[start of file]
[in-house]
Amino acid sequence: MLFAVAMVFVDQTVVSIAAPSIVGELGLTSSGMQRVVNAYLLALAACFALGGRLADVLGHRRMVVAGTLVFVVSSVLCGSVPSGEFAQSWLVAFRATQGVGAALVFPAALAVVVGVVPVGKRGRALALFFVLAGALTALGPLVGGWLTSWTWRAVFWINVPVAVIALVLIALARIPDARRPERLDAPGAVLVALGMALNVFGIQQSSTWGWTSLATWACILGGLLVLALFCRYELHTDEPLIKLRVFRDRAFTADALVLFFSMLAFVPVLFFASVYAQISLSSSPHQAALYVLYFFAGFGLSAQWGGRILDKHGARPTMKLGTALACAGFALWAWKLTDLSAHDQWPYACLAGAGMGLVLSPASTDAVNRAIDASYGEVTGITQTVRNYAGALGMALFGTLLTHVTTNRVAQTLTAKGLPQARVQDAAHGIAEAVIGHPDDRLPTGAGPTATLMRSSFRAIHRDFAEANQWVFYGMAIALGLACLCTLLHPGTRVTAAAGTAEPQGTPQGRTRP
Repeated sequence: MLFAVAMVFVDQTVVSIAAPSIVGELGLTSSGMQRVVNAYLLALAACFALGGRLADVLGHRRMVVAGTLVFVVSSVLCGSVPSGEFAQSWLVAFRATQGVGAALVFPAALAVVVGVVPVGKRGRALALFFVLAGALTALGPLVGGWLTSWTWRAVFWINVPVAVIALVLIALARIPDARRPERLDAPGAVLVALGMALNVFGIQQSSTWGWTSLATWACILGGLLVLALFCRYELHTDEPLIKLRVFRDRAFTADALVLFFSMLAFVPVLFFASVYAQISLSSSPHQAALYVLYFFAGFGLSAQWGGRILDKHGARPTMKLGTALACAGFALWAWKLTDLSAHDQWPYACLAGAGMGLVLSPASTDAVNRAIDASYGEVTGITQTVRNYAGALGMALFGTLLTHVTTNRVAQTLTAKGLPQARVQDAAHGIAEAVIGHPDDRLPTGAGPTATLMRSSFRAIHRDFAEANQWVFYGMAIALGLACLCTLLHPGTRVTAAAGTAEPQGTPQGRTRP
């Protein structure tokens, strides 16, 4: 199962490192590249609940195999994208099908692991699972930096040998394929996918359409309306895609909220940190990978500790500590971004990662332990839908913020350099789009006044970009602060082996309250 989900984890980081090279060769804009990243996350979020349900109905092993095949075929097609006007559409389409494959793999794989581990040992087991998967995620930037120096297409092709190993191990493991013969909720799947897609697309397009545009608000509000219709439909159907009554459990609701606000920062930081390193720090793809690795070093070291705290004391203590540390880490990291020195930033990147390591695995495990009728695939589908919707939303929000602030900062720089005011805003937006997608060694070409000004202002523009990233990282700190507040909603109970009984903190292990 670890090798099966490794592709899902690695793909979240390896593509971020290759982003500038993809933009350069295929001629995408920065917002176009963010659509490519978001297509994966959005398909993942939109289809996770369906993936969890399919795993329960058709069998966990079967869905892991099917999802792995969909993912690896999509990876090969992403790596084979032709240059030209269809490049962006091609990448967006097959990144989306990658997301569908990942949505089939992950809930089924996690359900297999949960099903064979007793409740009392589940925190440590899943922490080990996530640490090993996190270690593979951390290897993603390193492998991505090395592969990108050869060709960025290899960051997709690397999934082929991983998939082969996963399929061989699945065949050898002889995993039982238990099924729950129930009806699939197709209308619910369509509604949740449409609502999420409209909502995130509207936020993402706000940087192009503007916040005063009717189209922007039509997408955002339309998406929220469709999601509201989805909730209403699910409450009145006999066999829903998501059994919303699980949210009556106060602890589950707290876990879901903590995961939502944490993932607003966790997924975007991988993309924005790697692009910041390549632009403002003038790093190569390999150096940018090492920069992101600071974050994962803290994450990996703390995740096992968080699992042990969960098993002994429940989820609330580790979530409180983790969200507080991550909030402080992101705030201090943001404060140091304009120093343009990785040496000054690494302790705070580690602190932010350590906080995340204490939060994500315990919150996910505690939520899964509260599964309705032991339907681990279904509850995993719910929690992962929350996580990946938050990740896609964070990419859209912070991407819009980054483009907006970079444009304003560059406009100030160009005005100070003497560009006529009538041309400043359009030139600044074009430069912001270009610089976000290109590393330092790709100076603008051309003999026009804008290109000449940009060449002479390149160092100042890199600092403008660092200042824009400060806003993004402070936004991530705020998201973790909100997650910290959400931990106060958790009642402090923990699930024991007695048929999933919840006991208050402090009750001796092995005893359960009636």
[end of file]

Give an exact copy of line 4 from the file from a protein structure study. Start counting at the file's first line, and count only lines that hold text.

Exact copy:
């Protein structure tokens, strides 16, 4: 199962490192590249609940195999994208099908692991699972930096040998394929996918359409309306895609909220940190990978500790500590971004990662332990839908913020350099789009006044970009602060082996309250 989900984890980081090279060769804009990243996350979020349900109905092993095949075929097609006007559409389409494959793999794989581990040992087991998967995620930037120096297409092709190993191990493991013969909720799947897609697309397009545009608000509000219709439909159907009554459990609701606000920062930081390193720090793809690795070093070291705290004391203590540390880490990291020195930033990147390591695995495990009728695939589908919707939303929000602030900062720089005011805003937006997608060694070409000004202002523009990233990282700190507040909603109970009984903190292990 670890090798099966490794592709899902690695793909979240390896593509971020290759982003500038993809933009350069295929001629995408920065917002176009963010659509490519978001297509994966959005398909993942939109289809996770369906993936969890399919795993329960058709069998966990079967869905892991099917999802792995969909993912690896999509990876090969992403790596084979032709240059030209269809490049962006091609990448967006097959990144989306990658997301569908990942949505089939992950809930089924996690359900297999949960099903064979007793409740009392589940925190440590899943922490080990996530640490090993996190270690593979951390290897993603390193492998991505090395592969990108050869060709960025290899960051997709690397999934082929991983998939082969996963399929061989699945065949050898002889995993039982238990099924729950129930009806699939197709209308619910369509509604949740449409609502999420409209909502995130509207936020993402706000940087192009503007916040005063009717189209922007039509997408955002339309998406929220469709999601509201989805909730209403699910409450009145006999066999829903998501059994919303699980949210009556106060602890589950707290876990879901903590995961939502944490993932607003966790997924975007991988993309924005790697692009910041390549632009403002003038790093190569390999150096940018090492920069992101600071974050994962803290994450990996703390995740096992968080699992042990969960098993002994429940989820609330580790979530409180983790969200507080991550909030402080992101705030201090943001404060140091304009120093343009990785040496000054690494302790705070580690602190932010350590906080995340204490939060994500315990919150996910505690939520899964509260599964309705032991339907681990279904509850995993719910929690992962929350996580990946938050990740896609964070990419859209912070991407819009980054483009907006970079444009304003560059406009100030160009005005100070003497560009006529009538041309400043359009030139600044074009430069912001270009610089976000290109590393330092790709100076603008051309003999026009804008290109000449940009060449002479390149160092100042890199600092403008660092200042824009400060806003993004402070936004991530705020998201973790909100997650910290959400931990106060958790009642402090923990699930024991007695048929999933919840006991208050402090009750001796092995005893359960009636």